Each of the materials evaporated above condenses onto the relatively cool mirror surface. It is important that the material have some energy when it arrives at the mirror surface. This allows the material to settle into its nature crystalline structure before “freezing”. This is accomplished by evaporating/condensing the materials in a vacuum chamber. By avoiding collisions with air molecules in the coating chamber the evaporant maintains practically all of the energy it had when it left the evaporation source. If needed, additional energy can be provided at the mirror surface by heating the mirror.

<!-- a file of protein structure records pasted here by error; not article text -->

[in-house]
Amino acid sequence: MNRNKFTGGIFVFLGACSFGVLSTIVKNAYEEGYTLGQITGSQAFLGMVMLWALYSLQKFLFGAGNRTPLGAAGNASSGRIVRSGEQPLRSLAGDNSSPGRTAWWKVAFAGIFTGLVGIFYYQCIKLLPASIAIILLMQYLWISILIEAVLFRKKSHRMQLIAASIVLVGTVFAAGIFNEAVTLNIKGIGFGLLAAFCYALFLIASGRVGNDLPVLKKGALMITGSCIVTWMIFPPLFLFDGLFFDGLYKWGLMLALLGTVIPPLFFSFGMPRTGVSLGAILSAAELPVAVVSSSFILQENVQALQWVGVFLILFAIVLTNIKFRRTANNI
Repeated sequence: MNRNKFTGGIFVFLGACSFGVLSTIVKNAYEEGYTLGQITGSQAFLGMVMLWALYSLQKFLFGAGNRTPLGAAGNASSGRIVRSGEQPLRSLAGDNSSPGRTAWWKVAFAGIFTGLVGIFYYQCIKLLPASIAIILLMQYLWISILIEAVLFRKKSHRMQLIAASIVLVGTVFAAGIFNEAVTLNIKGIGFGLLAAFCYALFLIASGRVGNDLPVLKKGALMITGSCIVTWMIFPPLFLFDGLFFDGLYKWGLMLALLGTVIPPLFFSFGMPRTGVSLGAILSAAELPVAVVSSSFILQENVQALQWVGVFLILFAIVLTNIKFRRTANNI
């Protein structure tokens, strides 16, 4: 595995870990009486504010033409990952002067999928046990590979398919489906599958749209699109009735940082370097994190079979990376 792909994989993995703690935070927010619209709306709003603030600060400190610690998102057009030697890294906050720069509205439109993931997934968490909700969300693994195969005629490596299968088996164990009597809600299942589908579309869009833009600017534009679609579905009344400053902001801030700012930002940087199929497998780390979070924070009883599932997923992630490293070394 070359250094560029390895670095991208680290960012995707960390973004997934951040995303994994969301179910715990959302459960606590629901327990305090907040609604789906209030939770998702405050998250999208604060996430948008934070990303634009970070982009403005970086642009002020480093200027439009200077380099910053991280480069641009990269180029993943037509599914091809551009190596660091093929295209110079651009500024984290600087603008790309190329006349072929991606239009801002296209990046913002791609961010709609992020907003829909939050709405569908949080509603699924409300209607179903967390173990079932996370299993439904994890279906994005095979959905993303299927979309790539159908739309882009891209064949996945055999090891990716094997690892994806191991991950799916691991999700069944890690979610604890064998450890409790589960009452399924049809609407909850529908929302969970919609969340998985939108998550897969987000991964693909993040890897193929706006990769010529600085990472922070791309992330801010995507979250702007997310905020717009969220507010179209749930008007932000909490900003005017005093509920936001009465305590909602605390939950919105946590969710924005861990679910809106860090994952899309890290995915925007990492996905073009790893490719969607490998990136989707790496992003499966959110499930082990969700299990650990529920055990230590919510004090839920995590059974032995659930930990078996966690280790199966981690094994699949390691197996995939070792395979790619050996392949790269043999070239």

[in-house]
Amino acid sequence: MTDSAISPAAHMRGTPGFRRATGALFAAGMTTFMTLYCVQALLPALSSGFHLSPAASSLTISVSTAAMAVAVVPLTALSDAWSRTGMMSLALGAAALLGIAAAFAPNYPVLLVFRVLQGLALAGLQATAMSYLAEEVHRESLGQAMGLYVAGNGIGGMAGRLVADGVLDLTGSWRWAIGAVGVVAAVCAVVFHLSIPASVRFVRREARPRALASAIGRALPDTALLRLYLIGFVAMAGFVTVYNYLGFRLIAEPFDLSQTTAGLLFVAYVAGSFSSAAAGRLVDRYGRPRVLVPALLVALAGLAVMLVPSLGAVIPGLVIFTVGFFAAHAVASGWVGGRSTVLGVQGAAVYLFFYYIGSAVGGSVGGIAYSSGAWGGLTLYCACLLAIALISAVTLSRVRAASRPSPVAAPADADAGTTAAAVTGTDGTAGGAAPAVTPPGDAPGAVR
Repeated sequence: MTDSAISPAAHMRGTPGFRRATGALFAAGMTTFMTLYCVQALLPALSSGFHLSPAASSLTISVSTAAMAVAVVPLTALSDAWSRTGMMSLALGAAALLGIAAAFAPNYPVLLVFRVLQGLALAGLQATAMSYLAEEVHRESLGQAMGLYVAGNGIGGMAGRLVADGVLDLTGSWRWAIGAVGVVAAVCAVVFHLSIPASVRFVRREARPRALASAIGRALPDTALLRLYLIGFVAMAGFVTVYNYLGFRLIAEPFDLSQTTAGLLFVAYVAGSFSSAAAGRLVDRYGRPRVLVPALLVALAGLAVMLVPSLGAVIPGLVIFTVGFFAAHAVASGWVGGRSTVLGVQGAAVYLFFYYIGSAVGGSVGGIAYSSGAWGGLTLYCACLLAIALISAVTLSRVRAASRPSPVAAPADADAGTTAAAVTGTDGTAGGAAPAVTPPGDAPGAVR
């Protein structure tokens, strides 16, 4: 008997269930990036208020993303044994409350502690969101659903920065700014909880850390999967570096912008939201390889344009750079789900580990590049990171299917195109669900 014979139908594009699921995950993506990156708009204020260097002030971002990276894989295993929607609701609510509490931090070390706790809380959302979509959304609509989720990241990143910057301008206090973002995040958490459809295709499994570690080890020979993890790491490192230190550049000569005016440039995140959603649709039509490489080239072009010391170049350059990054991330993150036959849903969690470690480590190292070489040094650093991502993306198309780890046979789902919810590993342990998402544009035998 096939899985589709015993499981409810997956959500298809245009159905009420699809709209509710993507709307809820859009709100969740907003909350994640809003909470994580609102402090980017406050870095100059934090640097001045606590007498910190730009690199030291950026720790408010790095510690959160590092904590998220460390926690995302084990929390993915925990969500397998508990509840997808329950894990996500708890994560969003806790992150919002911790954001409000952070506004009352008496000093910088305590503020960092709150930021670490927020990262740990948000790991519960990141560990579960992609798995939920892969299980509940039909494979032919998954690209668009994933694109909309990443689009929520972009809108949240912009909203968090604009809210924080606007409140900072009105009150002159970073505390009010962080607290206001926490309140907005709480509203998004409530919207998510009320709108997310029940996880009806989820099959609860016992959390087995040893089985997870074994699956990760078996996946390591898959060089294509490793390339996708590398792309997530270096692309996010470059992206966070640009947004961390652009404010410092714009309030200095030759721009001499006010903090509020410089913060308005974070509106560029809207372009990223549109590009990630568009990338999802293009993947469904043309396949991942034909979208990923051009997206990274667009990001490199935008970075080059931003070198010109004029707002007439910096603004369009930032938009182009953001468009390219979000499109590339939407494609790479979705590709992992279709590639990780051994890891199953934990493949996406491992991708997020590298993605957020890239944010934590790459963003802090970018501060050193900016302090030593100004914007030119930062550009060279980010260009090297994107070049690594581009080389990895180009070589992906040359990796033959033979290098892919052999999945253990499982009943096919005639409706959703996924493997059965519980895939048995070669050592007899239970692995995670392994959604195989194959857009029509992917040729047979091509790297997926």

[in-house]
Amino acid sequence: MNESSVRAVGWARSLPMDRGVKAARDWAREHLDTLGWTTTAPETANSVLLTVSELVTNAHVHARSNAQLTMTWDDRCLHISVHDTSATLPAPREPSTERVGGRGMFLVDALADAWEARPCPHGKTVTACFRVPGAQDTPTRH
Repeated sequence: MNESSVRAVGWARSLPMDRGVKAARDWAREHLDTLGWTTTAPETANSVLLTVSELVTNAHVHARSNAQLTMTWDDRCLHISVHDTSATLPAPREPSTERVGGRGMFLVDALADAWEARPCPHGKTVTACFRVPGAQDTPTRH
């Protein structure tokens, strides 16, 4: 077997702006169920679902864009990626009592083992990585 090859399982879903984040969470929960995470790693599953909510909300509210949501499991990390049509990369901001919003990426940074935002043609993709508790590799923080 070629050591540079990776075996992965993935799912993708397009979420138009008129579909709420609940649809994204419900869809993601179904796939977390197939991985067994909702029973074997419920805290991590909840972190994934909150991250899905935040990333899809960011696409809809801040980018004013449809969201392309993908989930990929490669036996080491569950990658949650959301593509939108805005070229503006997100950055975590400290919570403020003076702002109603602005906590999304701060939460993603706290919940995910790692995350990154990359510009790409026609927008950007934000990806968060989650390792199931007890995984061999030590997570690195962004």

During the evaporation process some chemical dissociation occurs. For example, some of the SiO2 breaks down to become SiO and Si. What is deposited on the glass is a mixture of these elements. Similar dissociation occurs during evaporation of Ta2O5. These impurities in the SiO2 and Ta2O5 result in a shift in refractive index away from the theoretical value for pure materials. In this case the refractive index of the deposits should be measured with an ellipsometer. With this information the coating design can be adjusted according to the measured indices.